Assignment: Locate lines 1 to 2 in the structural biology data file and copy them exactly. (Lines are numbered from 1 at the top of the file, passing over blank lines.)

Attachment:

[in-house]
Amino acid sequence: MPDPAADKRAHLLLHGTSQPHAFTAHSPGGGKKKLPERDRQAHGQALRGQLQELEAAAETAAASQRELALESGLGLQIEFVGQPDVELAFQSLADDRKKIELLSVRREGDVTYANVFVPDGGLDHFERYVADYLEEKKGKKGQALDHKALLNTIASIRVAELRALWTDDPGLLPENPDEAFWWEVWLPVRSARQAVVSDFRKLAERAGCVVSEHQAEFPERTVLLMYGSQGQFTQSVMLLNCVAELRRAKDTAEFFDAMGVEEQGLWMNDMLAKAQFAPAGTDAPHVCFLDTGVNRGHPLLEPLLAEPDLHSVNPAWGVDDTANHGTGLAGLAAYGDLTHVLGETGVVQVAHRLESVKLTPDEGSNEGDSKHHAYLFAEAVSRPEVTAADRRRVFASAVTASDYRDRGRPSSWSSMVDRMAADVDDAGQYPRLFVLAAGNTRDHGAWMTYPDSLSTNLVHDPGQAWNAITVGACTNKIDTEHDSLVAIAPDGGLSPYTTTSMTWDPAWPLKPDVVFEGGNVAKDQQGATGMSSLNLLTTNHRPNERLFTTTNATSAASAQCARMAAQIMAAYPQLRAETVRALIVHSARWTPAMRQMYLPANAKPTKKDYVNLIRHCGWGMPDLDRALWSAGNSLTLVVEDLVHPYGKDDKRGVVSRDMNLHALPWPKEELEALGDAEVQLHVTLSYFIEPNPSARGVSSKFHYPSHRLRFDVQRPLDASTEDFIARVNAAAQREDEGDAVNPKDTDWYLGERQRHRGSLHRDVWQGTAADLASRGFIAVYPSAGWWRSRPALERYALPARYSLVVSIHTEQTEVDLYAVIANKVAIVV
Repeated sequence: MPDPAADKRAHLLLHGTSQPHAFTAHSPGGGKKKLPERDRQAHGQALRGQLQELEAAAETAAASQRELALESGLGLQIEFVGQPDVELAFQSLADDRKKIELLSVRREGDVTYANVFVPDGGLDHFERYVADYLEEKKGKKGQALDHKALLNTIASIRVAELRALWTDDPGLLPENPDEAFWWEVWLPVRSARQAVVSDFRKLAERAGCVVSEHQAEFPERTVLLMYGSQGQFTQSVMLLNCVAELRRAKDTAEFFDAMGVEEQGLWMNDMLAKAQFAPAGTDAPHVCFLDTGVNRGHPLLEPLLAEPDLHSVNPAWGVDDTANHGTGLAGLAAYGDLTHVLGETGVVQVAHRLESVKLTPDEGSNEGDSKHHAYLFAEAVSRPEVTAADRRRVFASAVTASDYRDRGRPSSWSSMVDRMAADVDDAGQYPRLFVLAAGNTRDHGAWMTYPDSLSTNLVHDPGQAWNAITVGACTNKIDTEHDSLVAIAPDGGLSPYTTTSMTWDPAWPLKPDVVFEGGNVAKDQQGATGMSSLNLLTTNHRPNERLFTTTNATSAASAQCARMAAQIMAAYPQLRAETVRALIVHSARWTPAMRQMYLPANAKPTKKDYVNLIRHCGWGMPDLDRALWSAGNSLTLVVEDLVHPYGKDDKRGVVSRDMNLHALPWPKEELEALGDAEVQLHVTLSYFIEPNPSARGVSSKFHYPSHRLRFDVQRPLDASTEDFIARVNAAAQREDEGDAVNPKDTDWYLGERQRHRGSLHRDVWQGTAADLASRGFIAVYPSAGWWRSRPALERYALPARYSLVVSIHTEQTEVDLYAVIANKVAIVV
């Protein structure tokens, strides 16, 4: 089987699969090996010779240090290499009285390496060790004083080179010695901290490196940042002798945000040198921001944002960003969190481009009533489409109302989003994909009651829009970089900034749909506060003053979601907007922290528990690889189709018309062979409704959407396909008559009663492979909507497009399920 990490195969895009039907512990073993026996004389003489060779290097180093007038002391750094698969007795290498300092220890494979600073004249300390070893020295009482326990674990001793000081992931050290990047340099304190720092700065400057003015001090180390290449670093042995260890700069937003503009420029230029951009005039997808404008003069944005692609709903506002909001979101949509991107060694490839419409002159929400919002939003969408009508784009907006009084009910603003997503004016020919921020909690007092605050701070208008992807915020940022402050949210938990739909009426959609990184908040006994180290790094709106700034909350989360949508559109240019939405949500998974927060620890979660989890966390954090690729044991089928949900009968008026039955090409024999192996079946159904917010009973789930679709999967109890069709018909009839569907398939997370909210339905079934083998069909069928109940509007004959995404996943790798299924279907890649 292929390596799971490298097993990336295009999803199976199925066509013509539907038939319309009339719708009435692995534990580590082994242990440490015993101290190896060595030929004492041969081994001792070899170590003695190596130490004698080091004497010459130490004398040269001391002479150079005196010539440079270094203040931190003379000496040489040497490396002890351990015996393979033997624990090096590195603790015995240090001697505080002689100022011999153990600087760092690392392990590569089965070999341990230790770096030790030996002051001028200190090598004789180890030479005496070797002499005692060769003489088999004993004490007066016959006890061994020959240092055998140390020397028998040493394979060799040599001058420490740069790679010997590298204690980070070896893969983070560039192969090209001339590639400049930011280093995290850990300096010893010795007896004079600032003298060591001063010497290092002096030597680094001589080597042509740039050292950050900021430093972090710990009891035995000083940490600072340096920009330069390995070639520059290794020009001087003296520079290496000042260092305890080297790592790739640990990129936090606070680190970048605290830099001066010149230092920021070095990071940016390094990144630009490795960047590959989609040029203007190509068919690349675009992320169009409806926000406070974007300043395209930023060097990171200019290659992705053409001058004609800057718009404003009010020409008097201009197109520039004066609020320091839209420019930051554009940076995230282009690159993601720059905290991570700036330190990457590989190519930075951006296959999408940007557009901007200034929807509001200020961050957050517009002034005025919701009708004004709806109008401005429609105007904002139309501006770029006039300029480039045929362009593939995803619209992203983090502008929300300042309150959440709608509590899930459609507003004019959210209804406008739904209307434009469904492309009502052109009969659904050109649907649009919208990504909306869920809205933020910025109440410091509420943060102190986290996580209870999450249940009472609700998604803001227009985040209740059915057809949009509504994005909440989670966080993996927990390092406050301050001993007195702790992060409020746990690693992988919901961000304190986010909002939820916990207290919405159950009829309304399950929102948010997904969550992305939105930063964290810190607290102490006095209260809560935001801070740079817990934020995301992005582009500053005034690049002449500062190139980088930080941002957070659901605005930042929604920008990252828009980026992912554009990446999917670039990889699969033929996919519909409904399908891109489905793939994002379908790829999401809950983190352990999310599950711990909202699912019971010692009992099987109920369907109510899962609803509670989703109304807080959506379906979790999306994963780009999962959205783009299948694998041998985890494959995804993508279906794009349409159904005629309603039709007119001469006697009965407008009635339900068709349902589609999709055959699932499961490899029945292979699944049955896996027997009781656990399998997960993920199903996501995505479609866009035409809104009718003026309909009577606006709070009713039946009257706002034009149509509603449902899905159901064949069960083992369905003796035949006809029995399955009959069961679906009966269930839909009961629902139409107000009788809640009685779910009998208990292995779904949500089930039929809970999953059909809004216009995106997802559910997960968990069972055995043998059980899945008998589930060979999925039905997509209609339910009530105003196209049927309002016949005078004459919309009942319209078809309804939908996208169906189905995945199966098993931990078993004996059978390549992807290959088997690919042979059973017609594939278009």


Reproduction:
[in-house]
Amino acid sequence: MPDPAADKRAHLLLHGTSQPHAFTAHSPGGGKKKLPERDRQAHGQALRGQLQELEAAAETAAASQRELALESGLGLQIEFVGQPDVELAFQSLADDRKKIELLSVRREGDVTYANVFVPDGGLDHFERYVADYLEEKKGKKGQALDHKALLNTIASIRVAELRALWTDDPGLLPENPDEAFWWEVWLPVRSARQAVVSDFRKLAERAGCVVSEHQAEFPERTVLLMYGSQGQFTQSVMLLNCVAELRRAKDTAEFFDAMGVEEQGLWMNDMLAKAQFAPAGTDAPHVCFLDTGVNRGHPLLEPLLAEPDLHSVNPAWGVDDTANHGTGLAGLAAYGDLTHVLGETGVVQVAHRLESVKLTPDEGSNEGDSKHHAYLFAEAVSRPEVTAADRRRVFASAVTASDYRDRGRPSSWSSMVDRMAADVDDAGQYPRLFVLAAGNTRDHGAWMTYPDSLSTNLVHDPGQAWNAITVGACTNKIDTEHDSLVAIAPDGGLSPYTTTSMTWDPAWPLKPDVVFEGGNVAKDQQGATGMSSLNLLTTNHRPNERLFTTTNATSAASAQCARMAAQIMAAYPQLRAETVRALIVHSARWTPAMRQMYLPANAKPTKKDYVNLIRHCGWGMPDLDRALWSAGNSLTLVVEDLVHPYGKDDKRGVVSRDMNLHALPWPKEELEALGDAEVQLHVTLSYFIEPNPSARGVSSKFHYPSHRLRFDVQRPLDASTEDFIARVNAAAQREDEGDAVNPKDTDWYLGERQRHRGSLHRDVWQGTAADLASRGFIAVYPSAGWWRSRPALERYALPARYSLVVSIHTEQTEVDLYAVIANKVAIVV